Answer: Yes, provided that the HSA owner has opened the HSA (to set the establishment date), remains eligible for an HSA (necessary to put more money into an HSA), and has not yet contributed the maximum limit for the year.
Some HSA owners prefer to keep their HSA balance low and only fund the HSA when they know they will need the money. This approach may result in lost tax benefits as individuals have a limited period of time to contribute to an HSA for a particular tax year.
Also this approach will not result in the building of a balance in the HSA over time to cover larger expenses. However, for individuals tight on funds, this approach will allow for minimizing the HSA cost while still getting the tax benefits.
No. 8: Can HSA fees be directly withdrawn from the HSA account?
Answer: Yes. HSA administrative fees may be deducted directly from the HSA and the HSA owner does not have to pay taxes or penalities on the amount of the fee.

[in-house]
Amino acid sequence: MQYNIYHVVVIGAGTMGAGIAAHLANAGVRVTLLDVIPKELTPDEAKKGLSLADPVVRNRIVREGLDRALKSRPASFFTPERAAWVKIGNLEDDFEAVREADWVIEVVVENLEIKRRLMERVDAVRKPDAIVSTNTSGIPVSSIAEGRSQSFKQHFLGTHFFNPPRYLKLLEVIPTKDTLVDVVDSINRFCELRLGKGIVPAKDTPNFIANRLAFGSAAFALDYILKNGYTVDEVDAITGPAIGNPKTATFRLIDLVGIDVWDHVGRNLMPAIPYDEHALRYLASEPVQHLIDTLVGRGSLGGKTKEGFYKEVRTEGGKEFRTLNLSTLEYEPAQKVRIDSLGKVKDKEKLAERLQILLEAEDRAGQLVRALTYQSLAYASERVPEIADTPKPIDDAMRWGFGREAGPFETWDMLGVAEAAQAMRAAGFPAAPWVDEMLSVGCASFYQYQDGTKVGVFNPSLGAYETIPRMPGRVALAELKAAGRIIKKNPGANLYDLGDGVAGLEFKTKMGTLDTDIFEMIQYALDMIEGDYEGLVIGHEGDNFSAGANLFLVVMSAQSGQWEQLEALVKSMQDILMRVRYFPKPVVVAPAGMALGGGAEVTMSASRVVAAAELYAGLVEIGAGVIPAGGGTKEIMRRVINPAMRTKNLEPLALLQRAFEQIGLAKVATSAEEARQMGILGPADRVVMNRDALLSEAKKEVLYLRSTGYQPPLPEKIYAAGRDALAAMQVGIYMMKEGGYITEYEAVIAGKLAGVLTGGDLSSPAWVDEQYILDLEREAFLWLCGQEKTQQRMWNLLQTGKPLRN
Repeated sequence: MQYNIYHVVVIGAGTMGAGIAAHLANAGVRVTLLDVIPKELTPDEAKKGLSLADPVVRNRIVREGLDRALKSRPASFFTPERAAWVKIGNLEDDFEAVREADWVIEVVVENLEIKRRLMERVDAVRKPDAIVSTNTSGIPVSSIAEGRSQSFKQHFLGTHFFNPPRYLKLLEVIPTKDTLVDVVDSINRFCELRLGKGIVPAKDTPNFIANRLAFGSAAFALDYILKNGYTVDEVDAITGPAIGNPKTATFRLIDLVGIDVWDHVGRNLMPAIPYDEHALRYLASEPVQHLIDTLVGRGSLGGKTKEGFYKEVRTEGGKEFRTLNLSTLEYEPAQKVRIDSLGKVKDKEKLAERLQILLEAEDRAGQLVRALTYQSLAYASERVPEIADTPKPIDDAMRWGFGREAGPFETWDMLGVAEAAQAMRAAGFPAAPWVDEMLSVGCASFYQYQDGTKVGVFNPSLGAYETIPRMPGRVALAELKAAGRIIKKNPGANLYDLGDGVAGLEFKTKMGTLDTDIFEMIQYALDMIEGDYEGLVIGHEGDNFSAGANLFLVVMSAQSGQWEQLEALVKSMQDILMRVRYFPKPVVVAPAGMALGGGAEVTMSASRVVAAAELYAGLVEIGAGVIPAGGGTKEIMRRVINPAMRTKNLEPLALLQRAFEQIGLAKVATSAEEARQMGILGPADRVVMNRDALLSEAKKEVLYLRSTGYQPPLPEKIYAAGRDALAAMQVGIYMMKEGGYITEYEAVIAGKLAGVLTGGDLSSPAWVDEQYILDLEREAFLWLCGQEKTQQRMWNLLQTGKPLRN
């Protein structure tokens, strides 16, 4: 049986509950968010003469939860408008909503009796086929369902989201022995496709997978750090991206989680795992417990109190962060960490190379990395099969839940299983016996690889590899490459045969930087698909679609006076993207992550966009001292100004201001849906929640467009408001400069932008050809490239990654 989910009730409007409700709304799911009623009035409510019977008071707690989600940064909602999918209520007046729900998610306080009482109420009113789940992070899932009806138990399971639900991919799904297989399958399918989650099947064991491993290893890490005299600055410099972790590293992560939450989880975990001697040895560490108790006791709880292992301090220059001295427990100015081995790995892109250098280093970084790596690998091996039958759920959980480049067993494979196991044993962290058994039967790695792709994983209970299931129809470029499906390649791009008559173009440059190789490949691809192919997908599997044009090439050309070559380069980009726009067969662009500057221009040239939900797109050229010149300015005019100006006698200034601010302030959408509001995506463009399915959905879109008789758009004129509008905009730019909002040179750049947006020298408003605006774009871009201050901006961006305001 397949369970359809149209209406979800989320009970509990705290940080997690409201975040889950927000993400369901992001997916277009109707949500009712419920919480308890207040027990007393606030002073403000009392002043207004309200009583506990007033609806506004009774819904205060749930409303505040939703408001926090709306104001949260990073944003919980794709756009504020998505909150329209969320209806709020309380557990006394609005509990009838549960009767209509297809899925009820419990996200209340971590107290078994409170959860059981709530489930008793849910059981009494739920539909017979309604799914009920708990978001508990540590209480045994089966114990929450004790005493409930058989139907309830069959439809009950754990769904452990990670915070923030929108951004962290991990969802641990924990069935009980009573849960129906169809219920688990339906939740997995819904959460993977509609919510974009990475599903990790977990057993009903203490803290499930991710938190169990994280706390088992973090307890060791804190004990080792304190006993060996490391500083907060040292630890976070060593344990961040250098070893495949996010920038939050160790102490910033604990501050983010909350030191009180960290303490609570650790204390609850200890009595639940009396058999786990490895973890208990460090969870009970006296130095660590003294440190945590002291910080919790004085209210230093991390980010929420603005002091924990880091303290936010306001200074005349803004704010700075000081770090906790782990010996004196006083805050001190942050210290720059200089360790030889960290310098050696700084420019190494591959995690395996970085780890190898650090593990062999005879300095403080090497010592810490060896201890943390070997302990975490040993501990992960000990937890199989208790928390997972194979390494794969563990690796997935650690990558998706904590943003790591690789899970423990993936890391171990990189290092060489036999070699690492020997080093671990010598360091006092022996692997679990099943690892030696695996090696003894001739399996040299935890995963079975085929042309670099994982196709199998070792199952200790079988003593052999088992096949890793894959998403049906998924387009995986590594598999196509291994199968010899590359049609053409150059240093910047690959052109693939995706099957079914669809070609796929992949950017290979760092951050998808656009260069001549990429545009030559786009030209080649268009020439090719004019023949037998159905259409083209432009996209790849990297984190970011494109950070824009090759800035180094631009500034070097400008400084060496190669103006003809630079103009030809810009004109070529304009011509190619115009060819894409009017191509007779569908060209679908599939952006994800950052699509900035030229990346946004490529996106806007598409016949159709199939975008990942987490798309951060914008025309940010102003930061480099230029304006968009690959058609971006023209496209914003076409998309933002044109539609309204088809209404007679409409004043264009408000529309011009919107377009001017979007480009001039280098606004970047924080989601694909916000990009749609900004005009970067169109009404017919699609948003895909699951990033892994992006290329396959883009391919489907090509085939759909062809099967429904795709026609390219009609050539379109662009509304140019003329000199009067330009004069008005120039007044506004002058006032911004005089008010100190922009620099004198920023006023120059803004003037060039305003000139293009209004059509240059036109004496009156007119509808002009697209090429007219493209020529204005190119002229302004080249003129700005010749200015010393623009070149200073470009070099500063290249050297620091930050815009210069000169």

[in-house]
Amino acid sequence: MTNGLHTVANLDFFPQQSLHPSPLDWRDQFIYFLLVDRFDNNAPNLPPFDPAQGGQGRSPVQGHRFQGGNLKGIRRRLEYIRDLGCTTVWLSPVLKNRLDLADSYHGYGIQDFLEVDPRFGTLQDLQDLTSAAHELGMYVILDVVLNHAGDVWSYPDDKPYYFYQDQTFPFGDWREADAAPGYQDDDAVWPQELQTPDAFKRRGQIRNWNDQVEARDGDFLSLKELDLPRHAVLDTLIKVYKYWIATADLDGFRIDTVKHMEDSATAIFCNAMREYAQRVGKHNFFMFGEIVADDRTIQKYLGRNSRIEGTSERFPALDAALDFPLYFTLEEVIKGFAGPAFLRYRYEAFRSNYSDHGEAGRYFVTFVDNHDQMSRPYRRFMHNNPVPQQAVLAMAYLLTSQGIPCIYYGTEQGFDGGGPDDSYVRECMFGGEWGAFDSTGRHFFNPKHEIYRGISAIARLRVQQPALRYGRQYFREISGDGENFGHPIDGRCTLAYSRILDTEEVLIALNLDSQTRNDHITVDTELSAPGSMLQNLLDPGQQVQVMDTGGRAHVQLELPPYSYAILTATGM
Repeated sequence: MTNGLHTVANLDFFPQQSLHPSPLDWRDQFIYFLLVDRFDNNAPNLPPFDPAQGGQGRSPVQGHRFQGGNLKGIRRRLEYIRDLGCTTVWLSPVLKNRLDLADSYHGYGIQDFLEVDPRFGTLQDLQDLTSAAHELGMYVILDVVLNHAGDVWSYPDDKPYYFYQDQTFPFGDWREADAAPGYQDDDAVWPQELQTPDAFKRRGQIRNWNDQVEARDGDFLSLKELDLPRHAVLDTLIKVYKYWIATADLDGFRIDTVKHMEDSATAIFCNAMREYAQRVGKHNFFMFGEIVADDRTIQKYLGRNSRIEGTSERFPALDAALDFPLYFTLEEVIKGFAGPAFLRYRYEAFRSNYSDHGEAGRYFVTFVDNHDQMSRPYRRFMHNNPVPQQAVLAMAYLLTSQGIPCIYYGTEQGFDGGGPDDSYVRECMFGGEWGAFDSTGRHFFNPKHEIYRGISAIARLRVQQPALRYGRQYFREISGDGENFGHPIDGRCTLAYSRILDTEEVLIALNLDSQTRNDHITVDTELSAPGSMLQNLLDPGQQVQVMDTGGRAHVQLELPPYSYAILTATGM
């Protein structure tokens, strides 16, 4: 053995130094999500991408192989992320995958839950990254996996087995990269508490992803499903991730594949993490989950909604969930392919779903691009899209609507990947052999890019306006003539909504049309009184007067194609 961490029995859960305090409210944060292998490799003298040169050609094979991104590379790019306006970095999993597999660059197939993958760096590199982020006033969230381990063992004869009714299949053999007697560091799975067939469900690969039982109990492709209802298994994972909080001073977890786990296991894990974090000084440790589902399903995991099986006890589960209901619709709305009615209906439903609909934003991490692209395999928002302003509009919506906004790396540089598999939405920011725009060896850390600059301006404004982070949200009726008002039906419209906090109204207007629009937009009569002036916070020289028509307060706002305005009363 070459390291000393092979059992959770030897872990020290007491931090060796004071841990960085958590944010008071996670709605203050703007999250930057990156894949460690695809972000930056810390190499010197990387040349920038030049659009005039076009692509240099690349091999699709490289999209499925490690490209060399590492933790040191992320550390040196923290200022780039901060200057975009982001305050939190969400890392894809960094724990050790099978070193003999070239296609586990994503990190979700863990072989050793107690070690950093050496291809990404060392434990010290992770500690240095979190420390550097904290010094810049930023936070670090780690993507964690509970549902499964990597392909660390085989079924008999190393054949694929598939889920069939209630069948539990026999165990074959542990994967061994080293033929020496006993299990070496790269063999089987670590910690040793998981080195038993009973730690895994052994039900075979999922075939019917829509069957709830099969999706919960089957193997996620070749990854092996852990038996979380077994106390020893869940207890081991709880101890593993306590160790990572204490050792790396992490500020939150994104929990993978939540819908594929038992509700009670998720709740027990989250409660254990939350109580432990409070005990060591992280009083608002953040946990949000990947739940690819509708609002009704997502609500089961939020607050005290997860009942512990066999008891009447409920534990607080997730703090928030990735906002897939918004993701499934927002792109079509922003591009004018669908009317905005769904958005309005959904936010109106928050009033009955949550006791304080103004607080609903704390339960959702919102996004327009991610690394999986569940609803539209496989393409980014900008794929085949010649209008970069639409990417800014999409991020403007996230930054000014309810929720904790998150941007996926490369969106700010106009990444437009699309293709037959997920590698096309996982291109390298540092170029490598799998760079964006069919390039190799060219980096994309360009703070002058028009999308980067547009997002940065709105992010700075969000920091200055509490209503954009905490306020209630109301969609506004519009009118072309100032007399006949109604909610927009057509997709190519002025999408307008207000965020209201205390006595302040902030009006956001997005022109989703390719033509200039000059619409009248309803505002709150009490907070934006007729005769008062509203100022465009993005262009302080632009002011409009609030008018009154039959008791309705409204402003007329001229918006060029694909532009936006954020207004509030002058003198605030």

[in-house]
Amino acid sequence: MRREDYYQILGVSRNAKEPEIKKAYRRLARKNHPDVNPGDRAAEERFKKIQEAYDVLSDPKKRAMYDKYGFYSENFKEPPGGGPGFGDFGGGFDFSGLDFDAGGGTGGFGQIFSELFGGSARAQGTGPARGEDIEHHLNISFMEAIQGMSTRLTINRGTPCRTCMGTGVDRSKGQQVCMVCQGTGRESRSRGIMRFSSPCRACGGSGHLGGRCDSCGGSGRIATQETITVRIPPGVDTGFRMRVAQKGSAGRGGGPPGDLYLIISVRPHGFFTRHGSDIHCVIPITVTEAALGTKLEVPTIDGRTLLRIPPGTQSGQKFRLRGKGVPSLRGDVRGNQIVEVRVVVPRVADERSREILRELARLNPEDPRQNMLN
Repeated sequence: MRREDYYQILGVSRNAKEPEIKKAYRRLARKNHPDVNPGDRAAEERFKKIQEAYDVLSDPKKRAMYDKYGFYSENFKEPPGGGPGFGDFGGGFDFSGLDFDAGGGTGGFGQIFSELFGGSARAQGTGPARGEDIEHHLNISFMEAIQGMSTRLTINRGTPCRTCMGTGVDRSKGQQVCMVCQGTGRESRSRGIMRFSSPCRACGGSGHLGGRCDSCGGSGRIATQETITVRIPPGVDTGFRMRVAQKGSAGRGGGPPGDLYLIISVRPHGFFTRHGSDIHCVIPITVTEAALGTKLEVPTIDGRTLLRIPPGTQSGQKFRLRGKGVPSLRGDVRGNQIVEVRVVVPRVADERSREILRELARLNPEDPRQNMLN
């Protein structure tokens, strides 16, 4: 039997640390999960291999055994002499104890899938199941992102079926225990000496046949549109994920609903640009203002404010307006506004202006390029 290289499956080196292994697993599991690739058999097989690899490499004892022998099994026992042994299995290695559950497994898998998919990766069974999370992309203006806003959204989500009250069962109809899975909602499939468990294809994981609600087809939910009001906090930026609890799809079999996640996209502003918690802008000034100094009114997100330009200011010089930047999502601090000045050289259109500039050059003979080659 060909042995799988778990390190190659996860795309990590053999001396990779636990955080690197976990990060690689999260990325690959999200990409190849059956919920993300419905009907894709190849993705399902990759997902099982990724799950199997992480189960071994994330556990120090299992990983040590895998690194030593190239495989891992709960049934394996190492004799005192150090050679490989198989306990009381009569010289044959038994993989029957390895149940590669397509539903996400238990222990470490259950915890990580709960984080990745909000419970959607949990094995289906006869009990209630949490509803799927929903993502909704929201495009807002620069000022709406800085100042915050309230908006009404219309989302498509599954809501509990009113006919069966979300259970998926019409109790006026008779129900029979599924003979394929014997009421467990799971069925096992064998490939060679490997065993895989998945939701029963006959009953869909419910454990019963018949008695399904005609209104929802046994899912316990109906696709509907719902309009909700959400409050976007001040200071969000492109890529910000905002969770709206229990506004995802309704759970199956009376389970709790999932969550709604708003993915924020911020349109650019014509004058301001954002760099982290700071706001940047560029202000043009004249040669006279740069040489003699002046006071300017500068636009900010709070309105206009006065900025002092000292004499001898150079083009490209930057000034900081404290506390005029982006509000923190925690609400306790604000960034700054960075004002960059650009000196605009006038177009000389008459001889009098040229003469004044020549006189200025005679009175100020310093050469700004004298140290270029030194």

Paying fees by directly debiting the HSA allows HSA owners to pay the fees with tax-free dollars, a welcome approach for most HSA owners.
No. 9: Can an individual move IRA money into an HSA?
Answer: The law allows individuals a one-time transfer of IRA assets to fund an HSA provided: 1) they are eligible for an HSA, 2) they have a permitted IRA with sufficient funds, 3) they have not already completed an IRA to HSA funding distribution, and 4) the names and Social security numbers are the same on the IRA and HSA.
The amount transferred may not exceed the amount of one year’s HSA contribution limit. The technical term for this transaction is a “qualified HSA funding distribution,” not “transfer.”
No. 10: Should HSA owners show their health insurance cards for medical services even if they are paying the full expense themselves with their HSA?
Answer: Yes. Some HSA owners make a logical but potentially expensive error in not using their medical insurance cards for HSA purchases.
Even though HSA owners have to pay for the full medical expense when they are still below their deductible, they should show their insurance card to benefit from any discount the insurance carrier may have negotiated with the provider. Also, if an HSA owner shows an insurance card, the insurance carrier can track the expense against the deductible.
Neither of these reasons may apply in a particular circumstance, but it’s relative easy to show the card and the worst case scenario in showing the card is that the providers says it does not need it or want it.